3. Technical expertise
Take technical assessments offline.
Do you need to assess their command of any particular software? Should they have good business writing skills? Must they be able to speak well in front of others and do commanding presentations?
Great. Take it offline.
These are not Q&A type of assessments. Schedule a time for them to be tested. Arrange for a brown bag meeting for them to come in do a presentation for whomever at the company wants to sit in for lunch.
When you conduct an interview, you don’t need to spend one-on-one interview time asking about the technical stuff. Consider limiting the Q&A to behavioral interviewing.
4. Hire for the need, not for your comfort.
Like tends to hire like. Don’t do this to your team’s and the project’s detriment.
You meet someone, you interview and like them, and it looks like you can really work with them.
Hold on and take a good, hard look in the mirror. DO NOT just hire a version of yourself because that’s what’s familiar and resonant. Remind yourself what the skills for the position are, how to balance the whole team, and what will serve in the long run past an initial (and potentially awkward) getting-to-know-everyone onboarding process.
Make sure you don’t go with “your gut” too much. Go with what makes sound management sense and has concrete rationale to support overall business objectives, too.
If that person’s approach, style, expertise, etc., is too unfamiliar to you, and you are hesitant to work with them because it’s not clear how you can hit the ground running with them, that’s for you as a good manager to figure out. Don’t put it on the candidates and make it their shortcoming, when they may be perfectly qualified candidates who can fill in gaps and round out your team. These people can mean the difference between just having a pleasantly mediocre outcome and achieving a truly great outcome (that might come with some learning curve).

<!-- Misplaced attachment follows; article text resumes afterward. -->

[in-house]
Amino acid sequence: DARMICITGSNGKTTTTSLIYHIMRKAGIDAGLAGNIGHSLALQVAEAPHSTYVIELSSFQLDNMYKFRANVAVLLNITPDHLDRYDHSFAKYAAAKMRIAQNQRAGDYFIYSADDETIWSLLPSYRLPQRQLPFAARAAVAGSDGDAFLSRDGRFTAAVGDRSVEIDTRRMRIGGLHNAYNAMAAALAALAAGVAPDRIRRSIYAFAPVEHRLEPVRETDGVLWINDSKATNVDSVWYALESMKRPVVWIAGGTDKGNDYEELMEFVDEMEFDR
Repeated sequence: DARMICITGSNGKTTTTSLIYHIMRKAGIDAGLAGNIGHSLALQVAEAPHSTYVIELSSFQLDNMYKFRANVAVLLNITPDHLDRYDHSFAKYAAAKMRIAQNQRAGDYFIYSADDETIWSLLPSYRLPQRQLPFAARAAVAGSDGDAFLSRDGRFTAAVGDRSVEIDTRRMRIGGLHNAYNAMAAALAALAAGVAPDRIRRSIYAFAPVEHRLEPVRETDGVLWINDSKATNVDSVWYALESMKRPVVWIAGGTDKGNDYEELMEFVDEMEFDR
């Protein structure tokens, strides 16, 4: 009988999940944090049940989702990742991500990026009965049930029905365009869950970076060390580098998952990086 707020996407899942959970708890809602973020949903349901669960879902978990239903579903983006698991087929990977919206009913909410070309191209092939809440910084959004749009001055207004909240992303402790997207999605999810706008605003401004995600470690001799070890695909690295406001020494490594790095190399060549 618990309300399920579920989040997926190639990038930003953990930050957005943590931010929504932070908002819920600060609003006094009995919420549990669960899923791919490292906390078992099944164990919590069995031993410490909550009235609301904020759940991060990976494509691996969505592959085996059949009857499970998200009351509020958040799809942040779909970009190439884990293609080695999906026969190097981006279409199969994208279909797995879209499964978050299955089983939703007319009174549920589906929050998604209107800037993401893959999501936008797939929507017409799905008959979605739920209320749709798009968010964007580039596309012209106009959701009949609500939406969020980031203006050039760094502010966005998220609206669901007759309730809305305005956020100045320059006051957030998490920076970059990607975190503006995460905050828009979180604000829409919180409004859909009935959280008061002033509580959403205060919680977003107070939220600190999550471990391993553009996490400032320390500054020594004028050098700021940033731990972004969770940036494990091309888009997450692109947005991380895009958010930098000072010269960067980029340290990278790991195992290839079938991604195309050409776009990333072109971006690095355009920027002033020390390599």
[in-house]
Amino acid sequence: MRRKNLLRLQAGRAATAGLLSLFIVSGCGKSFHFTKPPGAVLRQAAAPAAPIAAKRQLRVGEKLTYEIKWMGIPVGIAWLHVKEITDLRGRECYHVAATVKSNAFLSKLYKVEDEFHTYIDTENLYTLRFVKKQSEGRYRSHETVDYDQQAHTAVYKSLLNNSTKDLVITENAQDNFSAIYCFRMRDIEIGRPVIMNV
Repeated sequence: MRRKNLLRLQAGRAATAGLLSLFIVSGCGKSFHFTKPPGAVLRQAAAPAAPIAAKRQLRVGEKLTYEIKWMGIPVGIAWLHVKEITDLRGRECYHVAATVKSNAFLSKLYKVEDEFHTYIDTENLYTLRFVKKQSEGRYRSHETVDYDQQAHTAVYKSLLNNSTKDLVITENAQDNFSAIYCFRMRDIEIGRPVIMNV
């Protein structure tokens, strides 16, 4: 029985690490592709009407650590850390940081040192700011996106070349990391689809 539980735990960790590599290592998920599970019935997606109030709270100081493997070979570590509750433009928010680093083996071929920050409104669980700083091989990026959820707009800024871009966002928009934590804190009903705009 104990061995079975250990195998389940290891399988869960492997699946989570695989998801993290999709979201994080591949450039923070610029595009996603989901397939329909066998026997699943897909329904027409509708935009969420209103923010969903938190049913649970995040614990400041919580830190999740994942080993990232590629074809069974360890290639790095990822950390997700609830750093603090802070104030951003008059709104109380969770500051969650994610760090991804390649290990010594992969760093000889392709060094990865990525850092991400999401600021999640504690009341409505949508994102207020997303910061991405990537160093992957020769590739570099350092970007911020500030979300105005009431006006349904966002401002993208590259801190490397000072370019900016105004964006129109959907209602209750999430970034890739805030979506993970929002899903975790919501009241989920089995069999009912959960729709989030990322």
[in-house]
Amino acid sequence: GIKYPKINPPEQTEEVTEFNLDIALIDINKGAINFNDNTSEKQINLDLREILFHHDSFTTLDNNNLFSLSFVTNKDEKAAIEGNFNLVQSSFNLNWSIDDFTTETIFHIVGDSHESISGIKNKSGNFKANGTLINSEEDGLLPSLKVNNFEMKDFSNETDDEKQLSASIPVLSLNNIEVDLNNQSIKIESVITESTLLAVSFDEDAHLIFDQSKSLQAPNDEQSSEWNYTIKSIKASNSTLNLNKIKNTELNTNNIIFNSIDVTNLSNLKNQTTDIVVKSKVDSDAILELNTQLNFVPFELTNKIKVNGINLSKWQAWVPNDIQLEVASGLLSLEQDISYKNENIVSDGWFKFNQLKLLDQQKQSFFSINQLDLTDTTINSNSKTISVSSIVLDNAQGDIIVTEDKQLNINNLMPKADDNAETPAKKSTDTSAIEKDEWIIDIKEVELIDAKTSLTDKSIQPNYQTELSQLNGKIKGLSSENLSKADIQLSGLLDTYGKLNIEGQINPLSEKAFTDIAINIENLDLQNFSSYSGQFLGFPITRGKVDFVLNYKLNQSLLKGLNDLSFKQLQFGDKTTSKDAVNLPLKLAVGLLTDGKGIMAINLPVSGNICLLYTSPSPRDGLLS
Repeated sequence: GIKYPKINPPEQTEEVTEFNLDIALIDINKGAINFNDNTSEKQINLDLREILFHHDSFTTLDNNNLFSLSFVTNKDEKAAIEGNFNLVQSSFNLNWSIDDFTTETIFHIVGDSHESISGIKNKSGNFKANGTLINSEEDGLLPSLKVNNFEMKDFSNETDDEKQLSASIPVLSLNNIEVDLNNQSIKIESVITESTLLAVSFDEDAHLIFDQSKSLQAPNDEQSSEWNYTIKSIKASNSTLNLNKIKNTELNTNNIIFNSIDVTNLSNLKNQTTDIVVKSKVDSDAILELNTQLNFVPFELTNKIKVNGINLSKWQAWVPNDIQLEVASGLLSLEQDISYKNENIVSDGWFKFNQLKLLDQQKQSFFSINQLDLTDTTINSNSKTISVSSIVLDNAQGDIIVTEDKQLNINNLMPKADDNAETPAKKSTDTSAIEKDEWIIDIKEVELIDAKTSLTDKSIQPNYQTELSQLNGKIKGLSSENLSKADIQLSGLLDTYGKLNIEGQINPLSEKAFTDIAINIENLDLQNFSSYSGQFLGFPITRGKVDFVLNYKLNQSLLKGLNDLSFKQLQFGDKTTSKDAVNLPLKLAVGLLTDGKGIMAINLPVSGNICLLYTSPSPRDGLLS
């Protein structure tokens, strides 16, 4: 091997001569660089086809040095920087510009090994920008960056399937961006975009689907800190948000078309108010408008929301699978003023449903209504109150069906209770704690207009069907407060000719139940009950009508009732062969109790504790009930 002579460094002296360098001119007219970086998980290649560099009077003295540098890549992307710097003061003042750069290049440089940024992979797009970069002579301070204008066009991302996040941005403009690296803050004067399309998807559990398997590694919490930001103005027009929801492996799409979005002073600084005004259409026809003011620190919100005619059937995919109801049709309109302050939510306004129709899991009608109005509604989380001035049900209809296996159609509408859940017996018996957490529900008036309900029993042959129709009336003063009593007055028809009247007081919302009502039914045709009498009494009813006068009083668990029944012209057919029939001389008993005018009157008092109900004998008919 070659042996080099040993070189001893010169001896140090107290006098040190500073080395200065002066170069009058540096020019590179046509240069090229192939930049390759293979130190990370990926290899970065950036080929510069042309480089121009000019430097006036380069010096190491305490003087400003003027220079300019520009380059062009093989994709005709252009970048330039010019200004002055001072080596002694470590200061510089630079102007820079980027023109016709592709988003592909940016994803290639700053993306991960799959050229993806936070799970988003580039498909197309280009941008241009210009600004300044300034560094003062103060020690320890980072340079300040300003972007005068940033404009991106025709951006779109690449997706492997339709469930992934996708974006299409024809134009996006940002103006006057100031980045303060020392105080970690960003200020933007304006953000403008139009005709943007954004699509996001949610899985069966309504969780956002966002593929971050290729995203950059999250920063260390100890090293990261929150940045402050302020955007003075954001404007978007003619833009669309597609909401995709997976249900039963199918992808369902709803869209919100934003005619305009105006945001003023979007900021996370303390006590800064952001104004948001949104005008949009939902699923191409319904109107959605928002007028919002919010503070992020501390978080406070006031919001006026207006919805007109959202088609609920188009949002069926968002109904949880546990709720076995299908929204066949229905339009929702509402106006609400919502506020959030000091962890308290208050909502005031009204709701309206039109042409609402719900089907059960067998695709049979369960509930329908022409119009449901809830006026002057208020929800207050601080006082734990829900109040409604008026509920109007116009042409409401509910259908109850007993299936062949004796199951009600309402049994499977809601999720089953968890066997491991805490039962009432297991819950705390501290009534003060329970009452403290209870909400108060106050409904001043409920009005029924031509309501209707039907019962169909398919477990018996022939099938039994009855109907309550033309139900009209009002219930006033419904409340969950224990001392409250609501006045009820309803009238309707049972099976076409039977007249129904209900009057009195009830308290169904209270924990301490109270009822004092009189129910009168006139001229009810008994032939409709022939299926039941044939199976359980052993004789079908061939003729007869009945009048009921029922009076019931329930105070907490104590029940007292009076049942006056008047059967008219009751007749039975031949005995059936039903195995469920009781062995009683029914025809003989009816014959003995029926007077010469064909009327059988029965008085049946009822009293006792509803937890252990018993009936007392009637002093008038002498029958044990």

If you hire for your own comfort, the biggest problem is not immediate but downstream with additional growth. When you are surrounded by clones, your blind spots get darker and darker until they are black holes that can suck any advantage and promise out of your future team.
Not everyone will have the same success trajectory as you. When you conduct an interview, always assess (and hire) for the need over your comfort.
Have fellow team members or direct reports interview on issues of “cultural fit.”
Let other team members and/or your direct reports meet the candidates in higher level rounds. Set expectations with your team about the role they have in the candidate evaluation (seeking opinions only vs allowing a collective team veto vs offering a friendly meet and greet with their opinions not requested at all).
To be clear, this should still be some level of behavioral interviewing! Favor real life examples on office politics, competition, lunch room etiquette, and whatever else over what someone “would” do.